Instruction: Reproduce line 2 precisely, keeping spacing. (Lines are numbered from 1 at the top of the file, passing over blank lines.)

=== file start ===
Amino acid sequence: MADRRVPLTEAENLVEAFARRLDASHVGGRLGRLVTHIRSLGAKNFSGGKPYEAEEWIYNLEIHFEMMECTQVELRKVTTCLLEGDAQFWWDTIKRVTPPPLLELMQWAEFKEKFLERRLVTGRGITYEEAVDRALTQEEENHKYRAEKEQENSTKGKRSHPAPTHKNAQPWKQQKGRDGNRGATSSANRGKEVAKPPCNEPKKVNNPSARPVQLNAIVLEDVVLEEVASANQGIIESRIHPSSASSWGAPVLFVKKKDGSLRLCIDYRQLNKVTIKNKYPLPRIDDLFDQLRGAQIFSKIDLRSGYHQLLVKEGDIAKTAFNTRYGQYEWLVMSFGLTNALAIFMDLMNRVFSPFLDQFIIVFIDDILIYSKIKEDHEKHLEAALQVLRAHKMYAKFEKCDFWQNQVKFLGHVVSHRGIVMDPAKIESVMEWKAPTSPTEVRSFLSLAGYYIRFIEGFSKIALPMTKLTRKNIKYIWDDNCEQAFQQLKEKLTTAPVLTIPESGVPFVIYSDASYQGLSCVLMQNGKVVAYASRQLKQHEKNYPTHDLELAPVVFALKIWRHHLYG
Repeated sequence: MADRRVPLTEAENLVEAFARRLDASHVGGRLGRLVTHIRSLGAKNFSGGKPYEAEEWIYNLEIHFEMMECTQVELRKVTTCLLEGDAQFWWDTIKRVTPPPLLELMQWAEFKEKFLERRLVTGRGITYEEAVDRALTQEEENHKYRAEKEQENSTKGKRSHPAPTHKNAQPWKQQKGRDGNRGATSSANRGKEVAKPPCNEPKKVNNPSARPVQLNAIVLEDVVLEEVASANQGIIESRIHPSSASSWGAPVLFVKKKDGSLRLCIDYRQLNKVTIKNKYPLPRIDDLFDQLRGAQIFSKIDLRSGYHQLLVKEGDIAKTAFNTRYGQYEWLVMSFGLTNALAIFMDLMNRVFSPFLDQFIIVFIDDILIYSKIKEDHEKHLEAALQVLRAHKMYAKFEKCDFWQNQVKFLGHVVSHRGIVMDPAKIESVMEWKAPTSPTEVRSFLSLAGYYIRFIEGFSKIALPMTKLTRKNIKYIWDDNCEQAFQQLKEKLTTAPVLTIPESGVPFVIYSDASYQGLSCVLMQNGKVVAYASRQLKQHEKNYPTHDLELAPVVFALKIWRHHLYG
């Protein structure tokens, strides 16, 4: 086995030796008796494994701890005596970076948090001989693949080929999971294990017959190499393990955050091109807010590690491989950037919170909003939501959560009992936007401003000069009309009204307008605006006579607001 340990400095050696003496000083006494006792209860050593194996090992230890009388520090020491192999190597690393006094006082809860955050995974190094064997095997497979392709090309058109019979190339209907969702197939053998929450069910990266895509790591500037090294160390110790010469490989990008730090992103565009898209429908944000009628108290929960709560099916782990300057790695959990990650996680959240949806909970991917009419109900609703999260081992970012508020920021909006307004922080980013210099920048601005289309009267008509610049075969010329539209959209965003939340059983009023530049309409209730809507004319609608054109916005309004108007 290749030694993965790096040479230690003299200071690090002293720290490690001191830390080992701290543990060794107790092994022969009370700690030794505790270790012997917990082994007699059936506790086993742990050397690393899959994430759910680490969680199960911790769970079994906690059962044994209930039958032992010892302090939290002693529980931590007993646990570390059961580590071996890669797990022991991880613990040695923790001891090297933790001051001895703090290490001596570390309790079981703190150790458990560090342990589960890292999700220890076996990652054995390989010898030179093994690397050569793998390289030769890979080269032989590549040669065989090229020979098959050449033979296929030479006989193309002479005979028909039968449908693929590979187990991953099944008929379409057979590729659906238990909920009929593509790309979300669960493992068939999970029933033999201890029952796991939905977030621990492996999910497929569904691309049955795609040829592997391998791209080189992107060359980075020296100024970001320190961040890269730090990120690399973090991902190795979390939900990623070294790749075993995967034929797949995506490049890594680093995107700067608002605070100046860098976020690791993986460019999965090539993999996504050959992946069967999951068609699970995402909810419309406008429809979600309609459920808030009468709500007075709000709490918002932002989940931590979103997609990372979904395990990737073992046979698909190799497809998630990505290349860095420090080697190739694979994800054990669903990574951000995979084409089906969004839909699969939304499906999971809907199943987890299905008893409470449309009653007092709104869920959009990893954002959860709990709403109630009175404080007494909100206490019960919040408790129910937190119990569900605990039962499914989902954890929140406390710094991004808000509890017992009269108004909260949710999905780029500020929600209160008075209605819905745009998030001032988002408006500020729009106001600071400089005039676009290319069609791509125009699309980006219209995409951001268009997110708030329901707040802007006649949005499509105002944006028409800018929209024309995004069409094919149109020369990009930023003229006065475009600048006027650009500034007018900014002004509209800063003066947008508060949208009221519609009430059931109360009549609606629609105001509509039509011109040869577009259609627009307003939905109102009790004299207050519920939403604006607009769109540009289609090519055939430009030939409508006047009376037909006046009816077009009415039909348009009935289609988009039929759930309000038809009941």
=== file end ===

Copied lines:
Repeated sequence: MADRRVPLTEAENLVEAFARRLDASHVGGRLGRLVTHIRSLGAKNFSGGKPYEAEEWIYNLEIHFEMMECTQVELRKVTTCLLEGDAQFWWDTIKRVTPPPLLELMQWAEFKEKFLERRLVTGRGITYEEAVDRALTQEEENHKYRAEKEQENSTKGKRSHPAPTHKNAQPWKQQKGRDGNRGATSSANRGKEVAKPPCNEPKKVNNPSARPVQLNAIVLEDVVLEEVASANQGIIESRIHPSSASSWGAPVLFVKKKDGSLRLCIDYRQLNKVTIKNKYPLPRIDDLFDQLRGAQIFSKIDLRSGYHQLLVKEGDIAKTAFNTRYGQYEWLVMSFGLTNALAIFMDLMNRVFSPFLDQFIIVFIDDILIYSKIKEDHEKHLEAALQVLRAHKMYAKFEKCDFWQNQVKFLGHVVSHRGIVMDPAKIESVMEWKAPTSPTEVRSFLSLAGYYIRFIEGFSKIALPMTKLTRKNIKYIWDDNCEQAFQQLKEKLTTAPVLTIPESGVPFVIYSDASYQGLSCVLMQNGKVVAYASRQLKQHEKNYPTHDLELAPVVFALKIWRHHLYG